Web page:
When Speak Agent, Inc. decided to add a version of its learning platform for secondary students to its roadmap, an opportunity presented itself: creating a user interface and design system from scratch, but with the scope of content already known.
The first step in the process was a meeting with marketing, engineering, and product management to define the business requirements for a version of the app for tweens and teens learning English and to discuss technical constraints. What initially was envisioned as a simple re-skinning to make the interface less “childish” evolved into a broader thinking through of an information architecture and interface better suited to the more developed cognitive abilities of this age range.
I dived into Design for Kids by Debra Levin Gelman to glean insight into organizing information and navigation for these age groups. I conducted online research into learning apps popular with teens and such things as color and graphics preferences.
The secondary solution’s goals and requirements were defined. They included:
- An overall look and feel that didn’t turn off older students. That meant
- swapping in photos from the database to use as word symbols, instead of the illustrations used for primary-age kids,
- removing the boy and girl characters in the interface, and
- desaturating the color palette.
- A site architecture that accounted for high school students having more than one teacher and assignments in a wider range of subjects.
- In response to teacher feedback from the primary version, a more visible way for students to do completed lessons and activities again, to reinforce learning.
Due to a tight schedule, the design process was compressed. On a parallel time track with discovery, the team met to reach consensus on the key purpose of each screen and to review wireframes of increasing fidelity.
This resulted in a clickable design prototype that was informally tested with 4 of the staff’s teens. A testing script focused on key questions of concern: Did users know what lessons they needed to work on, could they find lessons by subject, and could they easily see what they’d already done?
The version of Speak Agent for grades K–6 was designed and built in an organic way, prior to my tenure, evolving as the company moved from alpha to launch. The secondary version was a chance to start with a clean slate visually and in code—the css and html templates.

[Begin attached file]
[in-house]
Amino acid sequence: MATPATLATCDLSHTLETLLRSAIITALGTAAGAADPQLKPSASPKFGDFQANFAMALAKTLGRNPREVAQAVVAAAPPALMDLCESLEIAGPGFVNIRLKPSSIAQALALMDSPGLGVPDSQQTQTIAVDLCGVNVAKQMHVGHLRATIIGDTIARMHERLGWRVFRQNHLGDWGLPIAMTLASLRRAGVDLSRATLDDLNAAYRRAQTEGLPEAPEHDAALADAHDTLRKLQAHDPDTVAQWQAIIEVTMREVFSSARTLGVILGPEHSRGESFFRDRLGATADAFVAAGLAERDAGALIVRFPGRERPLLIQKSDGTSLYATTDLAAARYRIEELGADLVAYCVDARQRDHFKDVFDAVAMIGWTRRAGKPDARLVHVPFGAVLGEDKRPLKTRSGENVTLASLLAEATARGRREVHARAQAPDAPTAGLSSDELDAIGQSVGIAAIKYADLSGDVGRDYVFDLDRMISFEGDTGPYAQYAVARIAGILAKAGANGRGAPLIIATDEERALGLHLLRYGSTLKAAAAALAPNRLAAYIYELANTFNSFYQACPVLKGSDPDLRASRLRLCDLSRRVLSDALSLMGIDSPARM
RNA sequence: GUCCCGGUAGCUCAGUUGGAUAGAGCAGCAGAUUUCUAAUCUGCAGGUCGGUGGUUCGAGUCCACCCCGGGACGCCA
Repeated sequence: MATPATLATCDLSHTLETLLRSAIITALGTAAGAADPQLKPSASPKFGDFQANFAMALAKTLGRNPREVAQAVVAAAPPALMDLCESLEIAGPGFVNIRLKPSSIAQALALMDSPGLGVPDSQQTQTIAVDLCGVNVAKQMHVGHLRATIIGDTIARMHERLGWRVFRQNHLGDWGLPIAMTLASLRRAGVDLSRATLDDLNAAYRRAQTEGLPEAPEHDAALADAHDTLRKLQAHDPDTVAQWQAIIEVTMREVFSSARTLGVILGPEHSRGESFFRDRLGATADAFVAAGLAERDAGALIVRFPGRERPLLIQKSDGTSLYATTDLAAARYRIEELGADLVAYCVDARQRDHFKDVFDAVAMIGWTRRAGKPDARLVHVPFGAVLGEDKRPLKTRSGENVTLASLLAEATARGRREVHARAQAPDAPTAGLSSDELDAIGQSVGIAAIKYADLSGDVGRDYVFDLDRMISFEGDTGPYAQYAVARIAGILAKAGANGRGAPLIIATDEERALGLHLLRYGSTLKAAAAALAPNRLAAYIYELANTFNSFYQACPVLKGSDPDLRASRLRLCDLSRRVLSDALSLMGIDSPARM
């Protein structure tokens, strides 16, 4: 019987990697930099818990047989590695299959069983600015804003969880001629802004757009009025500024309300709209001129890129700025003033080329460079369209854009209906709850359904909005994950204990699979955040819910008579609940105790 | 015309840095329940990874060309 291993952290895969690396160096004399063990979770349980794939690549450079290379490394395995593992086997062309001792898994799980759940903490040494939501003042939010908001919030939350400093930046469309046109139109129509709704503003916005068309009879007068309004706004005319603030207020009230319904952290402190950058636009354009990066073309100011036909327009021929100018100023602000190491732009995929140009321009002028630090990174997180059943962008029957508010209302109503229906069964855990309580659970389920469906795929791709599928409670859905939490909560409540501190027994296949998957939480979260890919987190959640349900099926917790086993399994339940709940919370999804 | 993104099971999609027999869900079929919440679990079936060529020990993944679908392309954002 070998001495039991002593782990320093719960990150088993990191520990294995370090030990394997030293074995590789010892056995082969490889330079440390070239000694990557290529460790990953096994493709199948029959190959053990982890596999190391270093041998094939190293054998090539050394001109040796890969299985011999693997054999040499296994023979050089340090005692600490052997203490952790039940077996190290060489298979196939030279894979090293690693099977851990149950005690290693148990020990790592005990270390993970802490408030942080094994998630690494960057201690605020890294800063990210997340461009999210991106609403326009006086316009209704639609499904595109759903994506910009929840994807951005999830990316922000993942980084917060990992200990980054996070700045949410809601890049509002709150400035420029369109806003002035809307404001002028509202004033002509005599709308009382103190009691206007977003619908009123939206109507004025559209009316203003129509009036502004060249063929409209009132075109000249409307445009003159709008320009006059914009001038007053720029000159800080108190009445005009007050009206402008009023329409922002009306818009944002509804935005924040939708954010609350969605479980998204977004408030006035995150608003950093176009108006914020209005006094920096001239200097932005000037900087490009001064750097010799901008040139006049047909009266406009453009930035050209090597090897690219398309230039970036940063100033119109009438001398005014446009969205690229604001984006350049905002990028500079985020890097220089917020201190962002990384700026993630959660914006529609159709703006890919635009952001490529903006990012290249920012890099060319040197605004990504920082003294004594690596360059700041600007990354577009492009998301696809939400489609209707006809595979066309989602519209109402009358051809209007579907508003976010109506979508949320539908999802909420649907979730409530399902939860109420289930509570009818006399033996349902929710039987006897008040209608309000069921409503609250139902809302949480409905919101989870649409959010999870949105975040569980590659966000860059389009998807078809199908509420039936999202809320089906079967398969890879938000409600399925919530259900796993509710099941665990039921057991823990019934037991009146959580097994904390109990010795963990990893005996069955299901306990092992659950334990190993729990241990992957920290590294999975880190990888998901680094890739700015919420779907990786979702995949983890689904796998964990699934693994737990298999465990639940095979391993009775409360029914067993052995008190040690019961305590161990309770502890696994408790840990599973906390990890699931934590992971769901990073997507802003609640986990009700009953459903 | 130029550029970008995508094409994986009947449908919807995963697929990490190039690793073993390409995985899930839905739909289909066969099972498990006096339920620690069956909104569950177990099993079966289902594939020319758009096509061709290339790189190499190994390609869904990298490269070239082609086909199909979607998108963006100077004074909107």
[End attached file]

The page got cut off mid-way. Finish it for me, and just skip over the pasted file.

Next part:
Starting with paper and pen, I worked through all the elements and components across the app, inspired by Harry Roberts' Inverted CSS model. Working in Sketch, I built a UI system that included typography, color, button states, and components in context, and naming conventions to facilitate the front-end developers writing leaner and more maintainable css. I settled on a grid with 8px as a base unit, and then built abstracted layouts for each screen, for laptop+ and tablet viewports.
Design work also included creating a system of icons for academic subjects that were age-appropriate and could help newcomer students with low reading skills to find their assignments, and “aging up” the lesson activity graphics.
The developer team was able to build out the secondary version of the app over an extended six-week sprint. The product manager, after doing QA and integration testing, remarked that she no longer wanted to look at the primary version (that version was given a design refresh but implementation was delayed as other features took priority in the roadmap).
In working out the design system and naming conventions, I realized that I needed to stop designing screens in isolation. Every design nuance would lead to a lot of extra css and html to account for variations that served no real purpose (except making me feel like a “capital D” designer). I educated myself on creating nested symbols and flexible buttons in Sketch, vastly speeding up work. I also educated myself on creating responsive background images and flexbox, and shared the knowledge with the dev team. This enabled them to build more responsive layouts, a boon for a school population increasingly using Chromebooks.